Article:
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Gift Ideas That Aren’t Written in Stone

Many donors want to help charity, but feel they need to maintain full control over their financial resources during life.  There are several techniques that allow donors to do that, while also providing for charity after the funds are no longer needed.

Bequests — Donors maintain full control of their assets and the right to make changes to gifts through wills and living trusts.

Financial accounts — It’s possible to leave financial account proceeds to charity without making or changing a will.  During the owner’s lifetime, the organization has no rights to the funds.  Ask the manager of the financial institution for the form necessary to name a beneficiary.

Retirement accounts — Naming charity as the death beneficiary of a retirement plan completely avoids the income tax that would be owed by family members.

Life insurance — Charity can be named to receive part or all of the proceeds of a life insurance policy.  Just ask the company for a beneficiary form.

Retirement Plans 101

  • Virtually all wage earners may place funds into IRAs, currently up to $5,500 per year.  Deductions are available for workers not covered by other employer retirement plans or those below certain incomes.  These plans provide a current shelter for the income earned on your retirement funds, but savings are fully taxed when withdrawn.

  • Many company-sponsored retirement plans permit employees to roll over their savings into an IRA – without owing taxes – when they change jobs or end their careers.  The rollover IRA allows further tax deferral, and no withdrawals are required until the year after the person reaches age 70½.

  • Contributions to a Roth IRA or Roth 401(k) plan are not deductible, but withdrawals will not be taxed if the funds remain in the account for more than five years and are made after age 59½, or for the purchase of a first home.  Unlike regular IRAs, withdrawals are not required to begin after age 70½.

  • A standard table governs how much you must withdraw from a traditional IRA each year after age 70½.  A special table applies if you name a spouse who is more than ten years younger as beneficiary.

  • Except for Roth IRAs, retirement accounts are generally subject to income taxes at death.

All income taxes and estate taxes (taxes apply to estates exceeding $5.49 million in 2017) are avoided when charity is named the death beneficiary of an IRA.

Starting Grandkids Out Right Financially

Your granddaughter is working as a lifeguard this summer and in a card shop on weekends during the school year.  She expects to earn nearly $4,000 this year.  She could use the money to fund an IRA, but it’s not likely.  That’s where a grandparent (or parent) can help.  You can offer to make the teenager’s IRA contribution, giving a gift that will reap generous rewards decades from now.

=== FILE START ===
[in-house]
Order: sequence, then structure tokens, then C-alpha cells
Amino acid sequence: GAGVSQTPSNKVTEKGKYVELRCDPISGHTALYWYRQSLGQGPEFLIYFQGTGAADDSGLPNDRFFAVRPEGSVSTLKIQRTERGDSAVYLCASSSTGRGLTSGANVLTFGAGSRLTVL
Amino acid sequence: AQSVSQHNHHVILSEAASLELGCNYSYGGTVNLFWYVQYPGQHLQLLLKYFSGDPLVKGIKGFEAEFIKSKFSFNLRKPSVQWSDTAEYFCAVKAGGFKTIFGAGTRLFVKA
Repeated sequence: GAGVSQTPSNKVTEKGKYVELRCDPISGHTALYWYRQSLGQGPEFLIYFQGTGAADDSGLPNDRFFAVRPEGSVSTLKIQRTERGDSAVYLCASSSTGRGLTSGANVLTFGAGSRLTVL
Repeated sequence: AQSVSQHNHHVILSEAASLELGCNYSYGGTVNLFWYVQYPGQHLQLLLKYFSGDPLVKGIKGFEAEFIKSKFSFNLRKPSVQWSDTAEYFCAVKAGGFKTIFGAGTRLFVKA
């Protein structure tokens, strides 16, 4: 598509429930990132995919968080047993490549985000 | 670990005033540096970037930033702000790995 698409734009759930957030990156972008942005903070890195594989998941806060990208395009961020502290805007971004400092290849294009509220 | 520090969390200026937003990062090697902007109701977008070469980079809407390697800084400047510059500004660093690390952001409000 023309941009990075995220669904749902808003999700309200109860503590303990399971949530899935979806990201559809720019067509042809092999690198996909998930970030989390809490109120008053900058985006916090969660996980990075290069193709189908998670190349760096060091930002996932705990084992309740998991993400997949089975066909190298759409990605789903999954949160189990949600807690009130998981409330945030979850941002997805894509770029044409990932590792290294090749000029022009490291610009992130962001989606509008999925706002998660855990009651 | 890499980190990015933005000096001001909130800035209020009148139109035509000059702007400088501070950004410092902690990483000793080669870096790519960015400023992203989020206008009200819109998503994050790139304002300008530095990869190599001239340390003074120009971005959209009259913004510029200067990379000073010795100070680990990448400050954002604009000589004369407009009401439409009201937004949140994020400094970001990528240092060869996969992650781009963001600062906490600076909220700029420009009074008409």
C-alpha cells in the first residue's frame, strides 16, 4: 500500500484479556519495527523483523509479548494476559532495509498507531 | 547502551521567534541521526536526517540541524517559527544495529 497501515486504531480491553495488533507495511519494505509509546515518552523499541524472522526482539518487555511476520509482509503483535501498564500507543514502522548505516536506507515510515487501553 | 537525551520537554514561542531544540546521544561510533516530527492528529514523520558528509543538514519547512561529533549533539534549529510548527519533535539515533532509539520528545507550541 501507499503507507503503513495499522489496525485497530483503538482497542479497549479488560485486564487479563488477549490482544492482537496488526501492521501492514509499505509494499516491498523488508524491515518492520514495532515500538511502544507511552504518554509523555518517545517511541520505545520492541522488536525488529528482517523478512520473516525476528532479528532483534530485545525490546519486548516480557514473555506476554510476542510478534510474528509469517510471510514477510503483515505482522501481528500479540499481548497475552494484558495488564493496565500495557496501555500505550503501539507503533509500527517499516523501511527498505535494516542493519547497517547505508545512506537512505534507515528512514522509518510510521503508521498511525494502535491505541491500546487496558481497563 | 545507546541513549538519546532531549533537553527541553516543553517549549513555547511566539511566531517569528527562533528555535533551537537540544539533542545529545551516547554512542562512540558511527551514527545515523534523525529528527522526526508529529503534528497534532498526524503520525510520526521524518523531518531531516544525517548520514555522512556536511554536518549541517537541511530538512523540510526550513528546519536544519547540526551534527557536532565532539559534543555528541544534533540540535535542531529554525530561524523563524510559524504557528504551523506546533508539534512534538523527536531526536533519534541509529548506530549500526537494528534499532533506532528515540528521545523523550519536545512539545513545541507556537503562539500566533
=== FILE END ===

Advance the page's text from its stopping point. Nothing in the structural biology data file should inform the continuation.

The deduction available for a contribution to a traditional IRA is not of much value to someone with modest income, making a Roth IRA more attractive.  Although there is no income tax deduction, all qualified withdrawals in the future will be tax-free.  The Roth IRA can even be tapped tax-free to help pay for a first home.  Best of all, however, is the example of saving for the future that you'll set for the grandchild.

No Comparison to Having an Estate Plan

Is having an estate plan really all that important?  Consider a brother and sister, Larry and Mary, each married with two children.  Let’s compare how Larry, who “hasn’t gotten around” to planning his estate, fares compared to Mary, who has established a thoughtful estate plan.



How assets pass at death

Any assets he owns jointly with his wife pass automatically to her.  Other assets pass under his home state’s laws for those dying without wills.  Those laws may give his wife only one-half or one-third of his estate, with the rest passing to his children and possibly even his parents.


Her assets pass under the terms of her will or living trust, as she wishes.  She can direct more to a child who needs special assistance and also take advantage of tax-saving strategies, such as a marital trust and a family trust, to give her husband the maximum benefits while sheltering the estate at his death.

Estate tax consequences

Assets passing to his wife are sheltered from estate tax by the marital deduction. If assets passing to other heirs exceed $5.49 million in 2017, they could be subject to tax at a 40% rate.  At his wife’s death, she may be taxed on any amount not sheltered by the credit, unless she elects portability.


Her estate has been planned with her husband’s, allowing both to take full advantage of the estate tax credit.  If the value of her estate grows, she can make adjustments to keep up with the credit, which is indexed annually for inflation.

If spouse dies first

Jointly owned assets will pass to him free of estate tax, but at his subsequent death, he will not have the advantage of the marital deduction (absent remarriage).


The couple’s estate plan allows her husband to pass some assets estate tax free to their family.  A trust can pay Mary all the income for life, with the assets eventually passing to their children outside her estate.

Remembering special friends and charity

There is no provision under state laws for making bequests to close friends or charities in the absence of a will.


She can make specific gifts of particular assets or sums of money to friends or charities.  She can even create gifts that reserve payments for life for loved ones and eventually benefit charity.

Having a thoughtful estate plan is smart not only from a tax perspective, but also as a means of assuring your loved ones and favorite charities are financially secure.  If you don’t already have an up-to-date estate plan, make an appointment with your attorney to have a will or living trust drafted.


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